Second theory- The "Circle Plan" method.
This method, created, as far as I know, by Cynthia Virtue (Cynthia du
Pre Argent, OL) and available in more detail at her excellent web site
Her theory is this: that some houpelandes were cut along the same principle that we cut a circle skirt today, with this important note: That the inside edge of the circle (where the waist would be if one were making a skirt) forms not the neckline of the garment, but the shoulder line. This would allow all the fullness and folds to radiate from the shoulder line and it gives a garment a lot of fullness, particularly over the chest. It also brings with it a problem- the selvedge of the cloth is now starting from the shoulder and angling down towards center front/back. But this is not necessarily a problem, since a number of paintings do show houpelandes with 'V' necks at front and back, and also gowns with the 'V" conspicuously filled in with another cloth. I made my fill in pieces a bit shorter than the length she gives in her site. I found that as a shorter length, they gave more folds of fabric in the places that I wanted folds. Experiment!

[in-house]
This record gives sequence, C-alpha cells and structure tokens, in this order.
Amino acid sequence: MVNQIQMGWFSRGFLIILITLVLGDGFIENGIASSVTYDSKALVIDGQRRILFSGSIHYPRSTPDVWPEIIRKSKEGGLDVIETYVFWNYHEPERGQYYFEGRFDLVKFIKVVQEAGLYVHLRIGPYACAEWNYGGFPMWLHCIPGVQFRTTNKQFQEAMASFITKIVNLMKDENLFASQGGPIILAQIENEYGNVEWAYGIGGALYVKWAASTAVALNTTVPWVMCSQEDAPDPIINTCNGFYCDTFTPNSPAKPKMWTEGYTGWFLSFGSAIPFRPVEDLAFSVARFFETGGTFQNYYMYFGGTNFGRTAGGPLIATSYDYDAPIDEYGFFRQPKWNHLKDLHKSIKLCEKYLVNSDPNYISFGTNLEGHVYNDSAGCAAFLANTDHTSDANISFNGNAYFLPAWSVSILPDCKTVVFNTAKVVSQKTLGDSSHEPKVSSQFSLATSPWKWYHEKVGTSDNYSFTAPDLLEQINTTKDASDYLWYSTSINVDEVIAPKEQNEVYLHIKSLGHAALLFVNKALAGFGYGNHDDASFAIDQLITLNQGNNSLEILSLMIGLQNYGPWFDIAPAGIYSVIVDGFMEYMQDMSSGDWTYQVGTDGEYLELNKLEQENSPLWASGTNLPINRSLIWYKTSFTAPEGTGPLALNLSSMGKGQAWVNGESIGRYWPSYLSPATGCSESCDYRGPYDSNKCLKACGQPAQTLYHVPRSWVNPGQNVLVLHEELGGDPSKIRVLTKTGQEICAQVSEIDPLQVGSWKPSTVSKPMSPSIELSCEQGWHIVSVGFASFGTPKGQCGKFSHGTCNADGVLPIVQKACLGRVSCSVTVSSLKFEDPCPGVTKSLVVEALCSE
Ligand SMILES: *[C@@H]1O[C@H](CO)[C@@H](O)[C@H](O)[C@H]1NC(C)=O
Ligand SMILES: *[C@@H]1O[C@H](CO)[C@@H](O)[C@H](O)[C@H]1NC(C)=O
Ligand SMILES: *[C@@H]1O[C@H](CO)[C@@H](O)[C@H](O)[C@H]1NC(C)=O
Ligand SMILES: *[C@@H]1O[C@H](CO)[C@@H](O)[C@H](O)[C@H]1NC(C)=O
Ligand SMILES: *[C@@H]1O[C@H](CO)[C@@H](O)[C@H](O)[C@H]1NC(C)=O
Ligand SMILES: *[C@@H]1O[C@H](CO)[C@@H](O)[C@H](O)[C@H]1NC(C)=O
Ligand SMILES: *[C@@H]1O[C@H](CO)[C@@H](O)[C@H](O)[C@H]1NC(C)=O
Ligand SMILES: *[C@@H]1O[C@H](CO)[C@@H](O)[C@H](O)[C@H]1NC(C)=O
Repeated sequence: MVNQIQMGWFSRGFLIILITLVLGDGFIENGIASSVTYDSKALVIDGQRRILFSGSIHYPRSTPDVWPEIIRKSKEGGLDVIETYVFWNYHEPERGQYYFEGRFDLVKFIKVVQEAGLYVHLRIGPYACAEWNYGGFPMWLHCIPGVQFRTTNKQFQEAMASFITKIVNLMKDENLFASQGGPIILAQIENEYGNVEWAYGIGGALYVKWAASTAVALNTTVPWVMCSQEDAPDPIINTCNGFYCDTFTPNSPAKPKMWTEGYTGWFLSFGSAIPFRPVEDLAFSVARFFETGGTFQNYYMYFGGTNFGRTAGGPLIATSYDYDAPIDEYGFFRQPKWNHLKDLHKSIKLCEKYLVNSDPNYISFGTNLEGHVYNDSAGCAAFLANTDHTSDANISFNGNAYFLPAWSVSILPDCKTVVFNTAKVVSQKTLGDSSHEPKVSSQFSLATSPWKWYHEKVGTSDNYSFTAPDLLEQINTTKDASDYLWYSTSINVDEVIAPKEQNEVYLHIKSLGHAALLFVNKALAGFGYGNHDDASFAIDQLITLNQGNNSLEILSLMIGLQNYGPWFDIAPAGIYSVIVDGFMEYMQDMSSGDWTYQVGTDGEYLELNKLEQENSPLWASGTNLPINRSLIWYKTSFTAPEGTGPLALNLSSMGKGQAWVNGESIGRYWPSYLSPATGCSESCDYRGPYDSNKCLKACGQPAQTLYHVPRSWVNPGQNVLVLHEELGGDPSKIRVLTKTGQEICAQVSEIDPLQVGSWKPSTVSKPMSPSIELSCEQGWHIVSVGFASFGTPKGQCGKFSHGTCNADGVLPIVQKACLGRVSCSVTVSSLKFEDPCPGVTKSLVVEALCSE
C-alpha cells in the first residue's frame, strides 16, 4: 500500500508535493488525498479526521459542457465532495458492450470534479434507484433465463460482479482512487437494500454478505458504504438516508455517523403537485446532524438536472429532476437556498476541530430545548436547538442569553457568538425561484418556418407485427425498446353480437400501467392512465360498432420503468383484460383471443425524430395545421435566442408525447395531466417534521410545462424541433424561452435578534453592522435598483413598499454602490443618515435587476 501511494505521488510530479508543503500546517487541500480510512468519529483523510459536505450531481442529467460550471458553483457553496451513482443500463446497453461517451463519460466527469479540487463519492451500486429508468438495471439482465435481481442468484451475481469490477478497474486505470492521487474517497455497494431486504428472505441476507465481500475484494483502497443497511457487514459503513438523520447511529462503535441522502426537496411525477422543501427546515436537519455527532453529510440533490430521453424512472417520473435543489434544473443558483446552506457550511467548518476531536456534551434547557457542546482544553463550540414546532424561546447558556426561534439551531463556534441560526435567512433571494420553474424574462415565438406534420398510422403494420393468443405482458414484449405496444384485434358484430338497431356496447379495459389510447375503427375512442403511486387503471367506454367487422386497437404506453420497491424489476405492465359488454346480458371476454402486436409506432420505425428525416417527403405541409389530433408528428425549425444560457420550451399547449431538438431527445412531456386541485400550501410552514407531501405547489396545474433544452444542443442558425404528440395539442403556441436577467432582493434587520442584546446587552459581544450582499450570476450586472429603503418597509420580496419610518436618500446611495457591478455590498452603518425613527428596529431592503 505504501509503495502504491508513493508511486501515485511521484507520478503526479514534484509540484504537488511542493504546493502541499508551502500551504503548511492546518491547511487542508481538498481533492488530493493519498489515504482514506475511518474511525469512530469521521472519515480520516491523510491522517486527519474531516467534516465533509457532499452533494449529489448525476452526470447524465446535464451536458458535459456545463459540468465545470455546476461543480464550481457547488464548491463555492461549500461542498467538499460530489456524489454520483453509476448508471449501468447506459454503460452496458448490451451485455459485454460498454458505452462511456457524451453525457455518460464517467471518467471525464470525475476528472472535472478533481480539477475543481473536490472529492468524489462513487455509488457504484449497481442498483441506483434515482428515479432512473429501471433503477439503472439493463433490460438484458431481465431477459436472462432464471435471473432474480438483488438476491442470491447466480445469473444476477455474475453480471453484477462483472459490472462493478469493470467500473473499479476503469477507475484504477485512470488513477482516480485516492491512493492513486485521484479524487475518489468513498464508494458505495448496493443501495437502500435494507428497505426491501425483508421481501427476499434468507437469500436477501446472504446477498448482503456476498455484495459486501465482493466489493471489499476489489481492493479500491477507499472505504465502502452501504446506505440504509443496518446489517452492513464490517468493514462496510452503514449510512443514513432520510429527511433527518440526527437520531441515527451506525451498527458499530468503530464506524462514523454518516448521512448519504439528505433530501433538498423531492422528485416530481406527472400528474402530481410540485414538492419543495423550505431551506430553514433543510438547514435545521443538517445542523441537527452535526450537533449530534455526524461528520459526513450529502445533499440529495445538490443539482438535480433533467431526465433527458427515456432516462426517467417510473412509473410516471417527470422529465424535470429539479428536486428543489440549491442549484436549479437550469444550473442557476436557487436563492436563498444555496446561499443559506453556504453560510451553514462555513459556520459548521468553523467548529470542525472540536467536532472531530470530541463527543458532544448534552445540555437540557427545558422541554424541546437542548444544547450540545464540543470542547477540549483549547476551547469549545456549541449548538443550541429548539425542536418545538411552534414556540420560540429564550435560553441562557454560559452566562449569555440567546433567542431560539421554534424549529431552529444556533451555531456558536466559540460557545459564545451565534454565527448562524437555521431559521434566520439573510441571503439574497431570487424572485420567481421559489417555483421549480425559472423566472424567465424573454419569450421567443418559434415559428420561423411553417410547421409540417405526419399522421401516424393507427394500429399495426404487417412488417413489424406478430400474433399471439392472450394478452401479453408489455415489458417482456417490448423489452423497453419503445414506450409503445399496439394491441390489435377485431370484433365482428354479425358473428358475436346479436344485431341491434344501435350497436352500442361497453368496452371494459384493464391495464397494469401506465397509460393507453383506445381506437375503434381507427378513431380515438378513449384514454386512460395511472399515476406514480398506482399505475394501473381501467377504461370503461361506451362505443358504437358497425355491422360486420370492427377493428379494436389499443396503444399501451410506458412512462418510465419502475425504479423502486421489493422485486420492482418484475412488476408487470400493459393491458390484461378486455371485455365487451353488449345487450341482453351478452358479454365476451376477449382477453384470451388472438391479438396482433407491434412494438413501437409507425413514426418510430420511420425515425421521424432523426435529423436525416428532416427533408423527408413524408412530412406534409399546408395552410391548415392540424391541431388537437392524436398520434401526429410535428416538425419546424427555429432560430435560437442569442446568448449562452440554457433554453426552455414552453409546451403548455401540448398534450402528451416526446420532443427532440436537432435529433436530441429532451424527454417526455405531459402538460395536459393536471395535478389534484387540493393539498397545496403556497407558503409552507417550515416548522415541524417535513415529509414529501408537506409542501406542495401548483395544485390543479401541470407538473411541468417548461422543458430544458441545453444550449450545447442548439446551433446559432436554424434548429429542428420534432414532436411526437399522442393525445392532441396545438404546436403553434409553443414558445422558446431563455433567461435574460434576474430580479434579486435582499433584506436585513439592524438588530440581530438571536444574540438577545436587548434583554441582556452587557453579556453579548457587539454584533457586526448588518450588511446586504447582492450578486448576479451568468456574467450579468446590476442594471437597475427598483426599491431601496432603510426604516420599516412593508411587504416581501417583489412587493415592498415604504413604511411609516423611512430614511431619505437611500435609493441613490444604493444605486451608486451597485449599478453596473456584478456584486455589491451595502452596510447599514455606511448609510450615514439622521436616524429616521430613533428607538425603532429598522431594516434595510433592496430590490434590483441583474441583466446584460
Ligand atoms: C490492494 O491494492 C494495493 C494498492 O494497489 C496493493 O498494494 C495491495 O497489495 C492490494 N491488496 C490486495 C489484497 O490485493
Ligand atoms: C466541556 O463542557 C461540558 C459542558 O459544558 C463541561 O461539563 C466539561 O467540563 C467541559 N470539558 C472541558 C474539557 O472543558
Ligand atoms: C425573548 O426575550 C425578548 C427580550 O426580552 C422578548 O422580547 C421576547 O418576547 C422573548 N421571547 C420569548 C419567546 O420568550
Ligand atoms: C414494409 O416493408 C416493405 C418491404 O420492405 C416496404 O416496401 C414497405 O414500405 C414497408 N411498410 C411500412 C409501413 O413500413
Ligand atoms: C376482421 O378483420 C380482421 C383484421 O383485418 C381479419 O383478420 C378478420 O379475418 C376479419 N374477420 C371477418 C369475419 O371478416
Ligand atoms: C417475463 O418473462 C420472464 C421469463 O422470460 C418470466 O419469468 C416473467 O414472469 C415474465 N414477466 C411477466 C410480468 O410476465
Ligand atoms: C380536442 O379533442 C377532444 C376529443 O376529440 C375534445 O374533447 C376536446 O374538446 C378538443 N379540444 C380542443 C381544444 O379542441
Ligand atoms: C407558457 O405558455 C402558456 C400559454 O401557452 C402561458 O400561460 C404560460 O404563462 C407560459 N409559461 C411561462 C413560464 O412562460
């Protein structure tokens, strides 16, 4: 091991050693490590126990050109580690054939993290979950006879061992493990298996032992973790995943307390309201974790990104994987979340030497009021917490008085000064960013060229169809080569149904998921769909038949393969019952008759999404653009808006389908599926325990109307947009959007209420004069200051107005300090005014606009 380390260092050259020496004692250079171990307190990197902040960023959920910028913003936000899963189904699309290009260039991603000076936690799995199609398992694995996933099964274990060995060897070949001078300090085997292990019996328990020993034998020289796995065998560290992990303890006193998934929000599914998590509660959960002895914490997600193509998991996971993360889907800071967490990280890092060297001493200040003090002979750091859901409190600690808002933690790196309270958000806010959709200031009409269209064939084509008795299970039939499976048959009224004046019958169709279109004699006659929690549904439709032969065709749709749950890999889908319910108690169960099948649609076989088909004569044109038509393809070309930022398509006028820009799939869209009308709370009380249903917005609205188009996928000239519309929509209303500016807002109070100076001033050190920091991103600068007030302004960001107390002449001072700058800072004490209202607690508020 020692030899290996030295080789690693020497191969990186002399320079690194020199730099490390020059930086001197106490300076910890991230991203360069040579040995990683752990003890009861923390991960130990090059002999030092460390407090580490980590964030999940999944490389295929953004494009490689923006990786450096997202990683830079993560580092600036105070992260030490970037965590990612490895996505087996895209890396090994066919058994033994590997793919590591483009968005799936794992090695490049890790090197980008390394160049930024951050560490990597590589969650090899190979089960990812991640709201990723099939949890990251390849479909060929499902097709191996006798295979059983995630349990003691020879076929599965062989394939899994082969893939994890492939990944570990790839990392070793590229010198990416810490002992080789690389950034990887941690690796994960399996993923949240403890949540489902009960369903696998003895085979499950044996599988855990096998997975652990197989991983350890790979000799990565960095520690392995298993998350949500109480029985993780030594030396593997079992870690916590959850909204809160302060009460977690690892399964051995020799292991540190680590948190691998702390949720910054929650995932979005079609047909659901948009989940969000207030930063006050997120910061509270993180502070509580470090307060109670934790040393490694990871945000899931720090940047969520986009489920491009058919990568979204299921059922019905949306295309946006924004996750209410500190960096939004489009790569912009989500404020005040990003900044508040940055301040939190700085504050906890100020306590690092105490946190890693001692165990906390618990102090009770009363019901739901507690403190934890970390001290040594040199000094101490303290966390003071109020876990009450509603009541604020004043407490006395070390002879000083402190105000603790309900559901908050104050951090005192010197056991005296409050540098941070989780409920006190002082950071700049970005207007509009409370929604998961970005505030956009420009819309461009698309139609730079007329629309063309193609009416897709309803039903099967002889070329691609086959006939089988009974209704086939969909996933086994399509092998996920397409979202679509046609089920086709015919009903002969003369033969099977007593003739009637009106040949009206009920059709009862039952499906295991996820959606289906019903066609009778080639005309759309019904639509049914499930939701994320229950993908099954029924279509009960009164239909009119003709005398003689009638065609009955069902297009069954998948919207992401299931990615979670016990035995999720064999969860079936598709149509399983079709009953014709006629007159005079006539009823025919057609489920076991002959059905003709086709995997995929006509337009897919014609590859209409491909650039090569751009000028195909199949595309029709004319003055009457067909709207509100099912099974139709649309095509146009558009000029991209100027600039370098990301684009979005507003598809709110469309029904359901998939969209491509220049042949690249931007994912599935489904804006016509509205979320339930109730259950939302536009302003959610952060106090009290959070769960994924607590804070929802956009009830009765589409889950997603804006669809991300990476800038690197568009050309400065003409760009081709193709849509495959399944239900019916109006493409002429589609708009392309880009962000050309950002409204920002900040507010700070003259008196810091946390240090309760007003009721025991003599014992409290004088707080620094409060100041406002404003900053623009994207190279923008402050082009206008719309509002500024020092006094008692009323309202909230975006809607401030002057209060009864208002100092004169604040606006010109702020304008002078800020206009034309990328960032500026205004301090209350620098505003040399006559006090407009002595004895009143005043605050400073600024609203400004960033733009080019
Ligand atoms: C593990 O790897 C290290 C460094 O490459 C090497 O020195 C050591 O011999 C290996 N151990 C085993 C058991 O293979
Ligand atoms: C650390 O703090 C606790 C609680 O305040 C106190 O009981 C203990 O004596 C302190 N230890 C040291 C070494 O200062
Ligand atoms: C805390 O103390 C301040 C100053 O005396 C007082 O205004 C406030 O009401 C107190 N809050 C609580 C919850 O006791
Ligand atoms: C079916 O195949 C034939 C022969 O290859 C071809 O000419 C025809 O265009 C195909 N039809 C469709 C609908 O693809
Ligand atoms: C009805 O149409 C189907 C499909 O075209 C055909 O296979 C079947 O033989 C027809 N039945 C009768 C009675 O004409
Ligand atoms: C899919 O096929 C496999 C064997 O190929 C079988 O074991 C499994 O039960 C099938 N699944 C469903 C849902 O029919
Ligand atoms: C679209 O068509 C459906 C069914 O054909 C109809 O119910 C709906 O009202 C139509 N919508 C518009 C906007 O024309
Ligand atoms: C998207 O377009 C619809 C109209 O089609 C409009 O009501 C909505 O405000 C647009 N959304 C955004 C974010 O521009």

Comments on this method:
This is a well thought out theory, beautifully explained on her web site. It works very well for getting the fullness that is required in all the right places.
It will be less helpful in trying to make houpes that clearly have a conventional collar seam.
Requires wide cloths that are not directionally patterned (including napped fabrics and stripes)
Requires a large volume of cloth, and gives a very decadent look!
A theory suggested to me after looking at a number of pictures where armhole seams are not visible. If the pattern is oriented on the cloth so that the center front/back is on the selvedge, then the side seam is oriented facing the remainder of the cloth, and a sleeve could be easily added without the requirement of a seam. In practice this works quite well for making an "angel wing" sleeve, and may work equally well for other styles that don't require a very fitted sleeve. My original attempt was as long as my arm with the fingers extended. In fittings I reduced the length at the top of the sleeve to the back of my hand, and tapered it out to the original width. It seemed to drape better this way. It is now still long enough to turn back a bit.